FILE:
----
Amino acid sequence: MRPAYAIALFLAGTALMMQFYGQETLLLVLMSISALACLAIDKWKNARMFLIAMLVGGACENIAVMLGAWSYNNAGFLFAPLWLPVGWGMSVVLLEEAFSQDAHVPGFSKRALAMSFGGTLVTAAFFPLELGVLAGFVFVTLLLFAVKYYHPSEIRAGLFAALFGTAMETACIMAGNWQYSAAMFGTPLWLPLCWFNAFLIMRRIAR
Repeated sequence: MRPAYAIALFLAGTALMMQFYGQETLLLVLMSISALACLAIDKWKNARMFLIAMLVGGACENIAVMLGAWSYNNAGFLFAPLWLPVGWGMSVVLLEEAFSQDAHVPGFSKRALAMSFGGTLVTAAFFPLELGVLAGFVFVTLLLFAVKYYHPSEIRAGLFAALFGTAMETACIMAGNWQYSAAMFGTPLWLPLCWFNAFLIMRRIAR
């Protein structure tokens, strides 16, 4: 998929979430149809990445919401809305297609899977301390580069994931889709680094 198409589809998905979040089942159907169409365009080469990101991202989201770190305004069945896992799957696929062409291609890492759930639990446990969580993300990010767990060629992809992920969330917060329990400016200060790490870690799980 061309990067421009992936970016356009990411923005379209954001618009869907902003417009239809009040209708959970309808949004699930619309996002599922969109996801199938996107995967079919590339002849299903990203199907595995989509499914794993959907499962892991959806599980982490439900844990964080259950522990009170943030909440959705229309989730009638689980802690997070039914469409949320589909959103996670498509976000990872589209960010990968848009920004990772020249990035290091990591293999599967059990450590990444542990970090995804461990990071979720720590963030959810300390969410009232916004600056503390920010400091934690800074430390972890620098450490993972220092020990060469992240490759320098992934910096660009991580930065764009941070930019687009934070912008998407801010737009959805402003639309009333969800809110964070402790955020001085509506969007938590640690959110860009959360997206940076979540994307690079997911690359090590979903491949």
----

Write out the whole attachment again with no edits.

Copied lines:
Amino acid sequence: MRPAYAIALFLAGTALMMQFYGQETLLLVLMSISALACLAIDKWKNARMFLIAMLVGGACENIAVMLGAWSYNNAGFLFAPLWLPVGWGMSVVLLEEAFSQDAHVPGFSKRALAMSFGGTLVTAAFFPLELGVLAGFVFVTLLLFAVKYYHPSEIRAGLFAALFGTAMETACIMAGNWQYSAAMFGTPLWLPLCWFNAFLIMRRIAR
Repeated sequence: MRPAYAIALFLAGTALMMQFYGQETLLLVLMSISALACLAIDKWKNARMFLIAMLVGGACENIAVMLGAWSYNNAGFLFAPLWLPVGWGMSVVLLEEAFSQDAHVPGFSKRALAMSFGGTLVTAAFFPLELGVLAGFVFVTLLLFAVKYYHPSEIRAGLFAALFGTAMETACIMAGNWQYSAAMFGTPLWLPLCWFNAFLIMRRIAR
């Protein structure tokens, strides 16, 4: 998929979430149809990445919401809305297609899977301390580069994931889709680094 198409589809998905979040089942159907169409365009080469990101991202989201770190305004069945896992799957696929062409291609890492759930639990446990969580993300990010767990060629992809992920969330917060329990400016200060790490870690799980 061309990067421009992936970016356009990411923005379209954001618009869907902003417009239809009040209708959970309808949004699930619309996002599922969109996801199938996107995967079919590339002849299903990203199907595995989509499914794993959907499962892991959806599980982490439900844990964080259950522990009170943030909440959705229309989730009638689980802690997070039914469409949320589909959103996670498509976000990872589209960010990968848009920004990772020249990035290091990591293999599967059990450590990444542990970090995804461990990071979720720590963030959810300390969410009232916004600056503390920010400091934690800074430390972890620098450490993972220092020990060469992240490759320098992934910096660009991580930065764009941070930019687009934070912008998407801010737009959805402003639309009333969800809110964070402790955020001085509506969007938590640690959110860009959360997206940076979540994307690079997911690359090590979903491949």